July Tree of the Month: Pink Flame Tree
By David Gress
With its stout bottle-shaped trunk, combined with distinctive flowers, seed pods, leaves, and bark, the “Pink Flame Tree” certainly qualifies as one of the most bizarre-looking trees growing in Santa Barbara.
These characteristics have resulted in several of its other common names: “Scrub Bottle Tree” (referring to its trunk, which frequently develops a noticeable mid-trunk bulge that creates the over-all shape of an old-fashion Coca-Cola bottle); “Hat Tree” (referring to the shape of its flowers); “Australian Sycamore” (referring to its leaves, which are similar to those of sycamore trees); and, “Queensland Lacebark” (referring to the lattice-like pattern formed in the furrowed bark on mature trees).
Its curious flowers (deep pink, up to 2 inches wide and long, bell-shaped, without petals but with five reflexed lobes on the calyx) occur in late spring through summer. The flower buds, in clusters of 5 to 8, emerge directly from the branches on peduncles and are densely covered with downy, rust-colored, hairs. Fair warning: picking these flowers can be problematic, because their tiny hairs are irritating to the skin. The flowers open with a deep pink color that fades to a light pink with time.
The seed pods (4- to 5-inch-long and canoe-shaped) are clothed with the same bothersome hairs. The pods dangle from branches, individually or in groups, and sometimes form a delightful star pattern. When mature, the pods crack open to reveal comb-like rows of encapsulated yellow seeds resembling kernels of corn. The seeds are edible, but gloves should always be worn when harvesting them, as they are also protected by their guarding hairs.
Any of the seeds is easily germinated to propagate a new tree. It will grow slowly and, at maturity, will become a medium-sized tree (25-30 feet tall and wide). It is drought-tolerant when established, though it prefers moist and well-drained soil when young. It is disease resistant and essentially pest-free. It prefers a sunny location. It has a compact root system. All in all, it makes a good street tree or garden tree in Santa Barbara, if one discounts the irritating hairs and the litter of flowers and seed pods.
When looking at the Pink Flame Tree’s leaves alone, most people would think they come from either a sycamore or a maple. This is because they have a similar appearance, being deeply palmately lobed, bearing 3, 5 or 7 lobes, and revealing visible veins on both sides of the leaves. They are 4- to 8-inches in length and width. On their top side, they are a shiny dark-green and glabrous (meaning without hairs); on their undersides, they are pale-green and a bit felt-like. The tree is evergreen most of the year but can be briefly deciduous when flowering. Part of the dense tree crown can be deciduous and flowering while, at the same time, another part can be only fully leafed.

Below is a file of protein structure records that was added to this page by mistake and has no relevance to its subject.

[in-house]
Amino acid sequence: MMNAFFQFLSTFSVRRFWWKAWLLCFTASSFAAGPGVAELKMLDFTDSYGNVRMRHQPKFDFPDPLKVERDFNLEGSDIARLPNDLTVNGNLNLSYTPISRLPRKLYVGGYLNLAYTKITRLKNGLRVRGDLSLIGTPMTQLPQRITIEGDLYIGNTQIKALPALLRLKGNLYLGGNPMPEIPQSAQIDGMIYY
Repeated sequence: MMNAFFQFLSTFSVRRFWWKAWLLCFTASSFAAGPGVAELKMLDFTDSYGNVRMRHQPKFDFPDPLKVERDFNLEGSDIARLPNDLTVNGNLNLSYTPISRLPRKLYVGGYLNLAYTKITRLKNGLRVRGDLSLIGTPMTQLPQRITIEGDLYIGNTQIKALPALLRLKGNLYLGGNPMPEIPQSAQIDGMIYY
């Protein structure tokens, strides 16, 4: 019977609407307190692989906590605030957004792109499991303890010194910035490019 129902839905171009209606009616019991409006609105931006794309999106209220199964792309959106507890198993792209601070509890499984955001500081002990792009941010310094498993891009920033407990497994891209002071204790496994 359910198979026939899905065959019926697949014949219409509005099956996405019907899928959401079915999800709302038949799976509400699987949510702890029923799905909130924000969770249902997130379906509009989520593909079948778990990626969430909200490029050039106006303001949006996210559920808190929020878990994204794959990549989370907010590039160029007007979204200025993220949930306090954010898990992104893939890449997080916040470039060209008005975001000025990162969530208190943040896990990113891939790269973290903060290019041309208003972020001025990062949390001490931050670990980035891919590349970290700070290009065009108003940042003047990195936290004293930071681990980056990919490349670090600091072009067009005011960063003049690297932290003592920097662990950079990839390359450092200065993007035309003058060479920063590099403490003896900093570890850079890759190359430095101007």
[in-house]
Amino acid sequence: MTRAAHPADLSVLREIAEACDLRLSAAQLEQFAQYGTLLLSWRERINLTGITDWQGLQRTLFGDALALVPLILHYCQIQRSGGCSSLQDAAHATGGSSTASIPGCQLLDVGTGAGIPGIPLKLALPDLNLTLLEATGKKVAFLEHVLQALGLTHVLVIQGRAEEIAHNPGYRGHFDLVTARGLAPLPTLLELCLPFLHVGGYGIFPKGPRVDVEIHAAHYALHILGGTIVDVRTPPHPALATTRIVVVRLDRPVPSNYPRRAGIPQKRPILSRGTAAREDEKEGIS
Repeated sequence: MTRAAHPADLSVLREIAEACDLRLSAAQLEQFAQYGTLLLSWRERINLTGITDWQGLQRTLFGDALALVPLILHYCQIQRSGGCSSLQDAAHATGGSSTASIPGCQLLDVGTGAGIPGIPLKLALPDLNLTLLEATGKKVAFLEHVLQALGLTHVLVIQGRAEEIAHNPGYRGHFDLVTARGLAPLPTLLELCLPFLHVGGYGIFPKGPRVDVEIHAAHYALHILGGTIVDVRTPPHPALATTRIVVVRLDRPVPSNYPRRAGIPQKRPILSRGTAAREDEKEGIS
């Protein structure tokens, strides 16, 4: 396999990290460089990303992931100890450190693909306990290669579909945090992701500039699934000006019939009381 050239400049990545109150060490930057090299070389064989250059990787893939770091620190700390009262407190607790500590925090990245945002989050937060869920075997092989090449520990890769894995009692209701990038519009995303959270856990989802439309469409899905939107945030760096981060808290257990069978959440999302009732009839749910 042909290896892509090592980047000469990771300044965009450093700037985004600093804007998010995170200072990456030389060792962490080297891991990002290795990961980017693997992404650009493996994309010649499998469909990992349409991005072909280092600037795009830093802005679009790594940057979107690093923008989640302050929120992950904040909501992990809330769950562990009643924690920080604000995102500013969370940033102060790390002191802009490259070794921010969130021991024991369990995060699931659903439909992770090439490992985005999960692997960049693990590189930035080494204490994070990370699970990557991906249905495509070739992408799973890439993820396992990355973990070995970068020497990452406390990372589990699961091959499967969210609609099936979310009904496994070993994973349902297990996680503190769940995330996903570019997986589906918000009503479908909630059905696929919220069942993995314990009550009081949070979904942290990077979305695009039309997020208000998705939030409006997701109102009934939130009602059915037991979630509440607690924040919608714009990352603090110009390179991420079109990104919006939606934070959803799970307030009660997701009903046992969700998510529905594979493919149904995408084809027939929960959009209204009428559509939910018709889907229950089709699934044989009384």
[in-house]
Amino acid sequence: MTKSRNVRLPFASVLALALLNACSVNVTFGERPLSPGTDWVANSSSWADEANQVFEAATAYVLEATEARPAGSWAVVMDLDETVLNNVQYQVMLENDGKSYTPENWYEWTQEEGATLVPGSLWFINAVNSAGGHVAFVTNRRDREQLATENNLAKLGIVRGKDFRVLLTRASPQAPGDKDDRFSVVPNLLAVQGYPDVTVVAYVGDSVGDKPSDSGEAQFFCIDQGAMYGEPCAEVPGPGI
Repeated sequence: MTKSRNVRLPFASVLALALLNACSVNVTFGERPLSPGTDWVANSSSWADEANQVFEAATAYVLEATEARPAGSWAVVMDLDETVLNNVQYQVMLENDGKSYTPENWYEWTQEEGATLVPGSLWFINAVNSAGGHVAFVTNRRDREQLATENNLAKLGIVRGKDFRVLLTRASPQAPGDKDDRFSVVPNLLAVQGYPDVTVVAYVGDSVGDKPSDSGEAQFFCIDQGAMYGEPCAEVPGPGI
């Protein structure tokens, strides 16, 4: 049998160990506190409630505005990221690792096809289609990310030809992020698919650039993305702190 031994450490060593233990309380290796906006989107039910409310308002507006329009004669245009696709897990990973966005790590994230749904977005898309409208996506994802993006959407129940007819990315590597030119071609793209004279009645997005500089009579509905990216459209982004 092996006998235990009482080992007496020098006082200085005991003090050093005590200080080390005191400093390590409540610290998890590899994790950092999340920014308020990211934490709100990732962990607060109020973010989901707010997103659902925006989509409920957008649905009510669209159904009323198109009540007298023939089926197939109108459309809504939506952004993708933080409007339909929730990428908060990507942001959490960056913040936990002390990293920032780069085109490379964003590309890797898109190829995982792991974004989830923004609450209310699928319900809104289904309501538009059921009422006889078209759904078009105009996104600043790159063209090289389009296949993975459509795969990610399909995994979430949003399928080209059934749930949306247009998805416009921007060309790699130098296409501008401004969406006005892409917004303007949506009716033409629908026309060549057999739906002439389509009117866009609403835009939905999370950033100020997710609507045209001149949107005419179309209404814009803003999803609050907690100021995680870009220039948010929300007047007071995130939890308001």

The Pink Flame Tree’s botanical name is Brachychiton discolor. The genus name, Brachychiton, is formed from the Greek words brachys, meaning “short”, and chiton, meaning “tunic”; when joined, they refer to the shape of the seed coverings. The specific epithet, discolor, is Latin, meaning “two different colors”; this refers to the two distinct colors in the leaves and to the two changing colors of the flowers.
The Pink Flame Tree is native to the dry subtropical forests of southeastern Queensland and northeastern New South Wales in Australia. Introduced by our pioneering horticulturists in the late 1800’s, it has found a happy home in our area, being very comfortable with our Mediterranean climate, our varied soils, and our irregular rainfall.
Examples of mature Pink Flame Trees can be seen, as street trees, in several places in town: in the 1200 to 1900 blocks of Gillespie Street, intermixed with Chinese Lantern Trees Street; in the 400 and 500 blocks of Garden Street, intermixed with Illawarra Flame Trees (Brachychiton acerfolius); and, in the 100 to 400 blocks of West Cota Street. Younger trees stand in the 400 and 500 Blocks of West Quinto Street.
Tree-of-the-Month articles are sponsored by Santa Barbara Beautiful, whose many missions include the increase of public awareness and appreciation of Santa Barbara’s many outstanding trees and, in a long-time partnership with the City Parks & Recreation Department, the funding and planting of trees along the City’s streets – a project which has resulted in the planting, to date, of more than 12,000 street trees